Tuesday, September 21, 2010

Growth Capital for Small Nonprofits?

This is a response to a blog post by Nell Edgington of Social Velocity, entitled "Can’t Small Nonprofits Raise Capital Too?" which is available here.

Nell, I wanted to offer some comments on your thoughtful post.  I hear this lament from small nonprofits all the time: how do we grow if we're too small to raise growth capital? It's a fair question to which the nonprofit capital market does not yet provide a satisfactory answer.

For the vast majority of nonprofits, there's only one kind of money, regardless of the particular source:  funding for programs.  That money is secured the old fashioned way, by raising it from donors by (1) building relationships and (2) telling engaging stories about the nonprofit's work.  It's a costly and time-consuming process that never raises enough money for long enough time.  Hence, the nonprofit starvation cycle is the dominant fact of life for small nonprofits.

George Overholser pioneered a new kind of money that he calls "patient capital" or "equity-like capital," and that I call "growth capital" (full disclosure:  George disapproves of the way I use that term).  The basic idea, as you say, is that investors fund the nonprofit's entire business plan for an extended period (say 3-5 years) rather than some or all of particular programs for a finite period of time.  The goal is to enable the nonprofit to permanently grow to a new level of operations that can be sustained by traditional program funding.  George observes that it's simply too costly for small nonprofits to make the case for this kind of funding, and he knows whereof he speaks.  Small nonprofits are no less deserving than larger ones, but only the larger ones can undertake the kinds of planning and demonstrate the capacity to make effective use of funding designed to enable organizations to grow by factors of 2, 3 or more over the course of several years.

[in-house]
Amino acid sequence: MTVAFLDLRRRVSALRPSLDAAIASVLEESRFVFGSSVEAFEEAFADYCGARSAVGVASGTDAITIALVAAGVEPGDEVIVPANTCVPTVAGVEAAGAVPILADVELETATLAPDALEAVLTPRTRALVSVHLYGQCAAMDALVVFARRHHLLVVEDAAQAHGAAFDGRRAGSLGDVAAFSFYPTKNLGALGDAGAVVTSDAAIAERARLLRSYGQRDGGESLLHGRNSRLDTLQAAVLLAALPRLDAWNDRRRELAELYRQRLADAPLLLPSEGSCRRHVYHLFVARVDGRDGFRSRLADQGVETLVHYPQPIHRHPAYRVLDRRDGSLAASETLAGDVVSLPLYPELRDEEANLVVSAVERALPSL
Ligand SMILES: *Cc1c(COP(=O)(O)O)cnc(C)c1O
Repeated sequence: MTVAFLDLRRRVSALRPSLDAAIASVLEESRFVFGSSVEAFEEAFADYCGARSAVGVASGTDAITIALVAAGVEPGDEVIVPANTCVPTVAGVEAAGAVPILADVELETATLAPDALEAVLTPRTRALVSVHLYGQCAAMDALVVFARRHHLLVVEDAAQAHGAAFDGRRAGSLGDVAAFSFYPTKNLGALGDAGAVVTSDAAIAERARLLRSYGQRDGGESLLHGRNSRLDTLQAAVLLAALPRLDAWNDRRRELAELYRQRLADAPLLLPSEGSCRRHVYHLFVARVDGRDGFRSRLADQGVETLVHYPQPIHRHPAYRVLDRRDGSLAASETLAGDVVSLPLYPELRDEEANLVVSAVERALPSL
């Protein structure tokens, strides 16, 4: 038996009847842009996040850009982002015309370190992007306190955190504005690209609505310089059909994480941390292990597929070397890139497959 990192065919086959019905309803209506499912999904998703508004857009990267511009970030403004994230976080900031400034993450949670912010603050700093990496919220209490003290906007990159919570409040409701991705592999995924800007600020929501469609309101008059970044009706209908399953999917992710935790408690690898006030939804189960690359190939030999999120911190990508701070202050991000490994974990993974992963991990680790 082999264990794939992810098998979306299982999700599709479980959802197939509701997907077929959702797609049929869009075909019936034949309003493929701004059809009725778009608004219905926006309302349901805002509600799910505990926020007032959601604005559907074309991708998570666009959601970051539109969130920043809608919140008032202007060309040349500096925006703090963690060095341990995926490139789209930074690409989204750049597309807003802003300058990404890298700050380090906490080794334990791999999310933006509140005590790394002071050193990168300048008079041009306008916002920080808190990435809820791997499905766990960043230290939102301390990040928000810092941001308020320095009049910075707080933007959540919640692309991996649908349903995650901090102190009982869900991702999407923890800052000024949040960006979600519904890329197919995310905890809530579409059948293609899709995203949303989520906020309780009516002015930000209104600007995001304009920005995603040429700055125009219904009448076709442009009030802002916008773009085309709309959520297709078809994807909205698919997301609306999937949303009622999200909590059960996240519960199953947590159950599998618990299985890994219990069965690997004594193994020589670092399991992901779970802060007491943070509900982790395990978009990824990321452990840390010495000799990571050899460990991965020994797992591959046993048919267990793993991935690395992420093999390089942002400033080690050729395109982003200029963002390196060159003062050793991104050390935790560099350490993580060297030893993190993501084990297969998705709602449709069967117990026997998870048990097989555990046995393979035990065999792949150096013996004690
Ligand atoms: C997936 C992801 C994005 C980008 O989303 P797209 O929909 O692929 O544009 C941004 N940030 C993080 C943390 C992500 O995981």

However, I believe there is an intermediate kind of funding between program funding and growth capital that small- and medium-sized nonprofits can raise and that is capacity-building funding.  Of course, we all know what capacity-building expenses are -- computers, specialized staffing, professional accounting and fundraising systems, and so on -- and we also that almost no funders, either individuals or foundations, provide this kind of money, which we disparagingly call "overhead" or "administrative" expenses.  The failure of the nonprofit capital market to provide capacity-building funding (and not growth capital) is what keeps small nonprofits locked in the Catch-22 of the nonprofit starvation cycle.

The emergence of growth capital is a recent development in the nonprofit sector and it is still very much in its infancy, even though courageous intermediaries like NFF Capital Partners and EMCF are demonstrating its importance for scaling what works.  But you're completely correct that a similar effort needs to be made for capacity-building funding.  As you might be aware, Ken Berger at Charity Navigator is revising his rating methodology so that effective nonprofits won't be penalized for making reasonable overhead expenditures designed to enhance their organizational capacity and extricate themselves from the starvation cycle.  (Another disclosure:  I consult with CN.) Hopefully, charities that would lose four-star ratings under the current CN rating system will attract greater funding when the new system goes into effect.

Growth capital is aimed at achieving true scale, but capacity-building funding is aimed simply at producing robust nonprofits that aren't held back by the starvation cycle of program-only funding.  Just as small businesses provide most of the jobs in this country, we need the kind of funding that can enable many more small nonprofits to meet the everyday needs of the communities they serve in a reliable and sustainable way.